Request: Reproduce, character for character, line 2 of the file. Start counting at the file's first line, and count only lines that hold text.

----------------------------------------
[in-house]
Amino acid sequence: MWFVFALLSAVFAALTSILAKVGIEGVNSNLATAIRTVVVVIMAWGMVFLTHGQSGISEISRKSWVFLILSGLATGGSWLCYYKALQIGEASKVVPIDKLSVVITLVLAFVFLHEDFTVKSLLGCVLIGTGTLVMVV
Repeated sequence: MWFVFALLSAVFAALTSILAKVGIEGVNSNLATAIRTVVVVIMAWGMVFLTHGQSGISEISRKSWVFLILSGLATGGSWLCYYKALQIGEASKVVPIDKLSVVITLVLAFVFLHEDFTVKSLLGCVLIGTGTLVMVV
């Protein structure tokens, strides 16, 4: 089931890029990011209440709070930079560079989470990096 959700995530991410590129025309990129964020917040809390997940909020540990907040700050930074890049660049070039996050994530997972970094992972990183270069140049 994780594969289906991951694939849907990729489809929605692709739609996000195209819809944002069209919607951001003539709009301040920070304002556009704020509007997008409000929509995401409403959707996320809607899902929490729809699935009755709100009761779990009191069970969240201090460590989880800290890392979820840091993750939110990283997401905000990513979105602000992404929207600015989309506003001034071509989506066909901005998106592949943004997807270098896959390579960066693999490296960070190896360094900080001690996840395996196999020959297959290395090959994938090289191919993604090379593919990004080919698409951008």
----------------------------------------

Amino acid sequence: MWFVFALLSAVFAALTSILAKVGIEGVNSNLATAIRTVVVVIMAWGMVFLTHGQSGISEISRKSWVFLILSGLATGGSWLCYYKALQIGEASKVVPIDKLSVVITLVLAFVFLHEDFTVKSLLGCVLIGTGTLVMVV